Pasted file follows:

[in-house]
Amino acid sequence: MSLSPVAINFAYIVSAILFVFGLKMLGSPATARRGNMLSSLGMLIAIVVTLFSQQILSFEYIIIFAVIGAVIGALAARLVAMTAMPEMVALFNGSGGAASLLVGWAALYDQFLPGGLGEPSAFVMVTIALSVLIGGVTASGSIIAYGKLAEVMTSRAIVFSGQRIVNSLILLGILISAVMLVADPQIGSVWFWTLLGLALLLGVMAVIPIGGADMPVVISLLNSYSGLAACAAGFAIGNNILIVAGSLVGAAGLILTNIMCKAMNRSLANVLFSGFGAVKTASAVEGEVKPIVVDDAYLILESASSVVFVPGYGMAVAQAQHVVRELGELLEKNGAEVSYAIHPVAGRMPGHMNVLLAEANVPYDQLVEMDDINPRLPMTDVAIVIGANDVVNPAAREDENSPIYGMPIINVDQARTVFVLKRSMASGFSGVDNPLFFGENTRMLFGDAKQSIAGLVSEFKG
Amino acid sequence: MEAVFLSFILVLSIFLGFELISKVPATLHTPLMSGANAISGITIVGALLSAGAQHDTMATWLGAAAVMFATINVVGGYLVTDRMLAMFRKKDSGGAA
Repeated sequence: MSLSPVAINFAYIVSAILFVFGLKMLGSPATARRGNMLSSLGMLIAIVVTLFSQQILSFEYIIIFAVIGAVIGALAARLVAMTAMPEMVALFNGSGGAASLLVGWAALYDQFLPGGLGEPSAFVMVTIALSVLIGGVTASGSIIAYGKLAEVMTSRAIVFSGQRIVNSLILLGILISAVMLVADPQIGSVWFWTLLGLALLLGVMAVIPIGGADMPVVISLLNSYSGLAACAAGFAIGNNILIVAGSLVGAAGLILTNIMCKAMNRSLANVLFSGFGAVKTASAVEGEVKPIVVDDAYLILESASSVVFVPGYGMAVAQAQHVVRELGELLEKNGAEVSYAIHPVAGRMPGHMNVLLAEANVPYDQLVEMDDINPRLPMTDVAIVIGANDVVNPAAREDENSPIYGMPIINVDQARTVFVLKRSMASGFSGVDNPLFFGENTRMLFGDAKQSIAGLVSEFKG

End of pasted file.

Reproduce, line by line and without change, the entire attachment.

[in-house]
Amino acid sequence: MSLSPVAINFAYIVSAILFVFGLKMLGSPATARRGNMLSSLGMLIAIVVTLFSQQILSFEYIIIFAVIGAVIGALAARLVAMTAMPEMVALFNGSGGAASLLVGWAALYDQFLPGGLGEPSAFVMVTIALSVLIGGVTASGSIIAYGKLAEVMTSRAIVFSGQRIVNSLILLGILISAVMLVADPQIGSVWFWTLLGLALLLGVMAVIPIGGADMPVVISLLNSYSGLAACAAGFAIGNNILIVAGSLVGAAGLILTNIMCKAMNRSLANVLFSGFGAVKTASAVEGEVKPIVVDDAYLILESASSVVFVPGYGMAVAQAQHVVRELGELLEKNGAEVSYAIHPVAGRMPGHMNVLLAEANVPYDQLVEMDDINPRLPMTDVAIVIGANDVVNPAAREDENSPIYGMPIINVDQARTVFVLKRSMASGFSGVDNPLFFGENTRMLFGDAKQSIAGLVSEFKG
Amino acid sequence: MEAVFLSFILVLSIFLGFELISKVPATLHTPLMSGANAISGITIVGALLSAGAQHDTMATWLGAAAVMFATINVVGGYLVTDRMLAMFRKKDSGGAA
Repeated sequence: MSLSPVAINFAYIVSAILFVFGLKMLGSPATARRGNMLSSLGMLIAIVVTLFSQQILSFEYIIIFAVIGAVIGALAARLVAMTAMPEMVALFNGSGGAASLLVGWAALYDQFLPGGLGEPSAFVMVTIALSVLIGGVTASGSIIAYGKLAEVMTSRAIVFSGQRIVNSLILLGILISAVMLVADPQIGSVWFWTLLGLALLLGVMAVIPIGGADMPVVISLLNSYSGLAACAAGFAIGNNILIVAGSLVGAAGLILTNIMCKAMNRSLANVLFSGFGAVKTASAVEGEVKPIVVDDAYLILESASSVVFVPGYGMAVAQAQHVVRELGELLEKNGAEVSYAIHPVAGRMPGHMNVLLAEANVPYDQLVEMDDINPRLPMTDVAIVIGANDVVNPAAREDENSPIYGMPIINVDQARTVFVLKRSMASGFSGVDNPLFFGENTRMLFGDAKQSIAGLVSEFKG